Alaska Reference Database

The Alaska Reference Database originated as the standalone Alaska Fire Effects Reference Database, a ProCite reference database maintained by former BLM-Alaska Fire Service Fire Ecologist Randi Jandt. It was expanded under a Joint Fire Science Program grant for the FIREHouse project (The Northwest and Alaska Fire Research Clearinghouse). It is now maintained by the Alaska Fire Science Consortium and FRAMES, and is hosted through the FRAMES Resource Catalog. The database provides a listing of fire research publications relevant to Alaska and a venue for sharing unpublished agency reports and works in progress that are not normally found in the published literature.

 

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Displaying 81 - 90 of 168

Recently, Fosberg and Fujioka (1987) emphasized the potential importance that accurate long-range weather forecasts would have on national and regional land and fire management. In particular, they described a national research plan to integrate...

Person: Roads, Ueyoshi, Alpert, Fujioka
Year: 1994
Resource Group: Document
Source: TTRS

Representative soundings from 74 major wildland fires in the United States were analyzed to determine if characteristic temperature, moisture, and wind patterns were discernable prior to the occurrence of extreme fire behavior. In a previous study, OO...

Person: Brotak
Year: 1994
Resource Group: Document
Source: TTRS

The National Weather Service (NWS) has provided on-site forecasting services during wildland fire incidents for about 60 years. The basic design of mobile fire weather support units evolved slowly until recently. Prior to the mid 1980's, a vehicle...

Person: Graham
Year: 1994
Resource Group: Document
Source: TTRS

Rainfall is one of the most important of the weather parameters on which fire-danger calculations are based. Therefore, a fire weather network which has been optimally designed for measurement of daily rainfall will be adequate for other input...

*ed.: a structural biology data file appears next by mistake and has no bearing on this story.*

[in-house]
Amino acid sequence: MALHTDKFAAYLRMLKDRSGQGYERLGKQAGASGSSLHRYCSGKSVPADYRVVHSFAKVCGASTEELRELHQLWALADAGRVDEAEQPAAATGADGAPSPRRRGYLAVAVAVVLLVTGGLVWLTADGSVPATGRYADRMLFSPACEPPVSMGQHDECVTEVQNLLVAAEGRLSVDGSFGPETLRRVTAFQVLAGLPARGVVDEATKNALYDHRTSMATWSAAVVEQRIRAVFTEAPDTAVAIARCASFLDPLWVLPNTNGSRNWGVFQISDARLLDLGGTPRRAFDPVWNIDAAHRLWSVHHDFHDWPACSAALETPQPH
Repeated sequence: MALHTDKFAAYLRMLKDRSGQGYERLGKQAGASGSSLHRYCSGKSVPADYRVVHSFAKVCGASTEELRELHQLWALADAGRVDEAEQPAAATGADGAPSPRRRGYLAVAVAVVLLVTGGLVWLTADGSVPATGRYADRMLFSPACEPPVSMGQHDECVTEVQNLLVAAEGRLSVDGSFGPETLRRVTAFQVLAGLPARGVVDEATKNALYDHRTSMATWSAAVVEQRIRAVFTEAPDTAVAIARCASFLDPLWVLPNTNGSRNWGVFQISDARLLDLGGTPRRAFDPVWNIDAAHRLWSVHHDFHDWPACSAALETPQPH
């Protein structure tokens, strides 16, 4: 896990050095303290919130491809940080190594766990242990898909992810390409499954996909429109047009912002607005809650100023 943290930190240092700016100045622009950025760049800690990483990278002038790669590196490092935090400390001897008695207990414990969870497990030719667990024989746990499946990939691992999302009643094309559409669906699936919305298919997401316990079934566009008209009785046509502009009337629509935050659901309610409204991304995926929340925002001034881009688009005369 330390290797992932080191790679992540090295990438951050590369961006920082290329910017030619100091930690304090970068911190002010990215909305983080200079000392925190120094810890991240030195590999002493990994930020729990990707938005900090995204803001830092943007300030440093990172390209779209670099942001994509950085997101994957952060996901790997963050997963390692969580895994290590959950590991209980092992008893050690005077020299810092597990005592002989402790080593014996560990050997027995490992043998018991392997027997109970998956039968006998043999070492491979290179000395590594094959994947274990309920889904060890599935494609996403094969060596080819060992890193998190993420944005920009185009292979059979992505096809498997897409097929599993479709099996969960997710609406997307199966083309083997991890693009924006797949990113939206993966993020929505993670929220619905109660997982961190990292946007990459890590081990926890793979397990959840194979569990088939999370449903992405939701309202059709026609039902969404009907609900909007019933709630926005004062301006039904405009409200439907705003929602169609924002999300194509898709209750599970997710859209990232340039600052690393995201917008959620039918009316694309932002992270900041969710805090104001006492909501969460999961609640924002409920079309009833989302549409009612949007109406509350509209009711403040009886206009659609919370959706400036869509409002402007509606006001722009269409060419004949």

Person: Kierstead, Dickison, DeMille
Year: 1994
Resource Group: Document
Source: TTRS

This paper describes a system for preparing monthly outlooks for fire-weather elements in the United States. The system is based on multiple regression equations that specify monthly mean anomalies of precipitation, temperature, dewpoint, and wind...

Person: Klein, Whistler
Year: 1994
Resource Group: Document
Source: TTRS

A 30-day fire weather forecast system predicts the monthly mean afternoon temperature, dew point, and wind speed at the 127 National Weather Service (NWS) stations across the United States. The forecast afternoon monthly mean temperature and dew point...

Person: McCutchan, Chow
Year: 1994
Resource Group: Document
Source: TTRS

The United States Historical Climatology Network (HCN) database was compiled by the National Climatic Data Center in response to a compelling interest in climate change. The database contains monthly temperature and precipitation data for approxiamtely...

Person: Meisner, Fujioka
Year: 1994
Resource Group: Document
Source: TTRS

Large, free-burning fires do not burn steadily. As most experienced fire personnel know, fire behavior varies significantly with time. It frequently can be described as pulsating. This pulsing is caused by a process called layer-replacement. As the...

Person: Palmer, Goodale, Martin
Year: 1994
Resource Group: Document
Source: TTRS

Each year lightning ignites approximately 10,000 wildland fires in the United States alone. Therefore, when considering how climate change may affect wildland fires, one needs to consider possible changes in lightning activity. With the aid of...

Person: Price, Rind
Year: 1994
Resource Group: Document
Source: TTRS

A two-dimensional, coupled, earth-atmospheric model has been used to simulate mean and turbulent atmospheric conditions near lines of extreme surface heating. Prognostic equations are used to solve for the horizontal and vertical wind components,...

Person: Heilman, Fast
Year: 1994
Resource Group: Document
Source: TTRS